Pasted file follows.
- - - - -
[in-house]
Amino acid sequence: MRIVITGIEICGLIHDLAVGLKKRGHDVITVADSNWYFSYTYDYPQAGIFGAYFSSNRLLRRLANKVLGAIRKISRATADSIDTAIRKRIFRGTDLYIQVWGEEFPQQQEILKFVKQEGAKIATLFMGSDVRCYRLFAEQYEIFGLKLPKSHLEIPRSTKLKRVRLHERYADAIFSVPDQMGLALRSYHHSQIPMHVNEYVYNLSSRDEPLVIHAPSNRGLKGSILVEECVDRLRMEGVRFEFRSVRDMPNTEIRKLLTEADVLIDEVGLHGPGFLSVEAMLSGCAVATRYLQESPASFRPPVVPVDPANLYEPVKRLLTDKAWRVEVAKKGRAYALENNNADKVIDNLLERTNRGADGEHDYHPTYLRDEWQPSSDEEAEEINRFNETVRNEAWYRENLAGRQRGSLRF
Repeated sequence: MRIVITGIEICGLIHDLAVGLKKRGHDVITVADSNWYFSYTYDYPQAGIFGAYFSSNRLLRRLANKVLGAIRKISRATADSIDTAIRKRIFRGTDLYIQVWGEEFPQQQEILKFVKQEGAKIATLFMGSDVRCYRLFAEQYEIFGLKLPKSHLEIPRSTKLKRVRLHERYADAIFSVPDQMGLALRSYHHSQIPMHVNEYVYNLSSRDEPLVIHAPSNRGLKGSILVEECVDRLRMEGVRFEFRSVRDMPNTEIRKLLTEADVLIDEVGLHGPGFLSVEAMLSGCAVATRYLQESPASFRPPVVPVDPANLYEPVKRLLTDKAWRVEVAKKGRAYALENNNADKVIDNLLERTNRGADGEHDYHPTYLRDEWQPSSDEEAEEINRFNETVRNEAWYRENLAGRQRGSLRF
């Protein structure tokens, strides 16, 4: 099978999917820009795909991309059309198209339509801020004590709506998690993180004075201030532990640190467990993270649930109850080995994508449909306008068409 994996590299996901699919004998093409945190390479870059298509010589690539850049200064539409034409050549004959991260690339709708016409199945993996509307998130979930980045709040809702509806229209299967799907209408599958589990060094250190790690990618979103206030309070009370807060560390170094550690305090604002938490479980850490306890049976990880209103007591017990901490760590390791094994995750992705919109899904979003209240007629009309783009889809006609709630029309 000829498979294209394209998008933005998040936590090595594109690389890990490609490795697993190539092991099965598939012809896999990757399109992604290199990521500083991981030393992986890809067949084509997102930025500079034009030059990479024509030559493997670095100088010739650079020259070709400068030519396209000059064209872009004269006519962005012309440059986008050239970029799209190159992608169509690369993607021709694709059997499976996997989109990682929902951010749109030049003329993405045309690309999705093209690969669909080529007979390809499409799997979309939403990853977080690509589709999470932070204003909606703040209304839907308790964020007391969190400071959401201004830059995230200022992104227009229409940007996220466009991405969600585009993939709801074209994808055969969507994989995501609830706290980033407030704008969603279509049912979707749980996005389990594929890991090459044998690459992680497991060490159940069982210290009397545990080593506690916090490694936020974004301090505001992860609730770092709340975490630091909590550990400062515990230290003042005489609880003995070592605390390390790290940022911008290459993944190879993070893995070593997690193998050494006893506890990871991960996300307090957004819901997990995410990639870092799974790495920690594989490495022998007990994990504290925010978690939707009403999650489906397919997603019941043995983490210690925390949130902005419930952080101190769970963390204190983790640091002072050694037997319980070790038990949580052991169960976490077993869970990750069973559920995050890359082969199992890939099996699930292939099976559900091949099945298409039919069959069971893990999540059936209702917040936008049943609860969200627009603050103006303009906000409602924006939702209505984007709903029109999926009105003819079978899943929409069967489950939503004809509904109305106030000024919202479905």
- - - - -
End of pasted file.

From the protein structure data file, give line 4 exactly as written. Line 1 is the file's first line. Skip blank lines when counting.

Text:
């Protein structure tokens, strides 16, 4: 099978999917820009795909991309059309198209339509801020004590709506998690993180004075201030532990640190467990993270649930109850080995994508449909306008068409 994996590299996901699919004998093409945190390479870059298509010589690539850049200064539409034409050549004959991260690339709708016409199945993996509307998130979930980045709040809702509806229209299967799907209408599958589990060094250190790690990618979103206030309070009370807060560390170094550690305090604002938490479980850490306890049976990880209103007591017990901490760590390791094994995750992705919109899904979003209240007629009309783009889809006609709630029309 000829498979294209394209998008933005998040936590090595594109690389890990490609490795697993190539092991099965598939012809896999990757399109992604290199990521500083991981030393992986890809067949084509997102930025500079034009030059990479024509030559493997670095100088010739650079020259070709400068030519396209000059064209872009004269006519962005012309440059986008050239970029799209190159992608169509690369993607021709694709059997499976996997989109990682929902951010749109030049003329993405045309690309999705093209690969669909080529007979390809499409799997979309939403990853977080690509589709999470932070204003909606703040209304839907308790964020007391969190400071959401201004830059995230200022992104227009229409940007996220466009991405969600585009993939709801074209994808055969969507994989995501609830706290980033407030704008969603279509049912979707749980996005389990594929890991090459044998690459992680497991060490159940069982210290009397545990080593506690916090490694936020974004301090505001992860609730770092709340975490630091909590550990400062515990230290003042005489609880003995070592605390390390790290940022911008290459993944190879993070893995070593997690193998050494006893506890990871991960996300307090957004819901997990995410990639870092799974790495920690594989490495022998007990994990504290925010978690939707009403999650489906397919997603019941043995983490210690925390949130902005419930952080101190769970963390204190983790640091002072050694037997319980070790038990949580052991169960976490077993869970990750069973559920995050890359082969199992890939099996699930292939099976559900091949099945298409039919069959069971893990999540059936209702917040936008049943609860969200627009603050103006303009906000409602924006939702209505984007709903029109999926009105003819079978899943929409069967489950939503004809509904109305106030000024919202479905």